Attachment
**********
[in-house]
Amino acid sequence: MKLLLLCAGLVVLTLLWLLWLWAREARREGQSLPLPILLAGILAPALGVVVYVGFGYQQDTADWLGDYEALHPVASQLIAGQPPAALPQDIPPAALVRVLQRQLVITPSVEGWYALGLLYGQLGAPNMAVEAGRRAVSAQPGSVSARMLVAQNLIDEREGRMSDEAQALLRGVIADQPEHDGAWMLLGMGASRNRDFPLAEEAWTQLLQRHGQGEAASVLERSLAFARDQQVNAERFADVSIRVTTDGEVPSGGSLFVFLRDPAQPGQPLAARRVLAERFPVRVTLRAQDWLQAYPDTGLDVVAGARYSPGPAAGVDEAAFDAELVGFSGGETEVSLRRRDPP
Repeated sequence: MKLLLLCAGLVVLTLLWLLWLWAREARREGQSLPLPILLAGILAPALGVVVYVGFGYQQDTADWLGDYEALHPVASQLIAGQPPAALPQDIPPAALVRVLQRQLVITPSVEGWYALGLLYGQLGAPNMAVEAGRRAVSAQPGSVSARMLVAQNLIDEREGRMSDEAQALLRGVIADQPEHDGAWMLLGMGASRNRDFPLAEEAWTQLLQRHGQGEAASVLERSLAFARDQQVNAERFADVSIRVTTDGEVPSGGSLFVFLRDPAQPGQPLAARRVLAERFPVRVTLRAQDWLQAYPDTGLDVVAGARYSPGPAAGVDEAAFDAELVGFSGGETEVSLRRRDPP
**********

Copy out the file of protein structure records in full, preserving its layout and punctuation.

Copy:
[in-house]
Amino acid sequence: MKLLLLCAGLVVLTLLWLLWLWAREARREGQSLPLPILLAGILAPALGVVVYVGFGYQQDTADWLGDYEALHPVASQLIAGQPPAALPQDIPPAALVRVLQRQLVITPSVEGWYALGLLYGQLGAPNMAVEAGRRAVSAQPGSVSARMLVAQNLIDEREGRMSDEAQALLRGVIADQPEHDGAWMLLGMGASRNRDFPLAEEAWTQLLQRHGQGEAASVLERSLAFARDQQVNAERFADVSIRVTTDGEVPSGGSLFVFLRDPAQPGQPLAARRVLAERFPVRVTLRAQDWLQAYPDTGLDVVAGARYSPGPAAGVDEAAFDAELVGFSGGETEVSLRRRDPP
Repeated sequence: MKLLLLCAGLVVLTLLWLLWLWAREARREGQSLPLPILLAGILAPALGVVVYVGFGYQQDTADWLGDYEALHPVASQLIAGQPPAALPQDIPPAALVRVLQRQLVITPSVEGWYALGLLYGQLGAPNMAVEAGRRAVSAQPGSVSARMLVAQNLIDEREGRMSDEAQALLRGVIADQPEHDGAWMLLGMGASRNRDFPLAEEAWTQLLQRHGQGEAASVLERSLAFARDQQVNAERFADVSIRVTTDGEVPSGGSLFVFLRDPAQPGQPLAARRVLAERFPVRVTLRAQDWLQAYPDTGLDVVAGARYSPGPAAGVDEAAFDAELVGFSGGETEVSLRRRDPP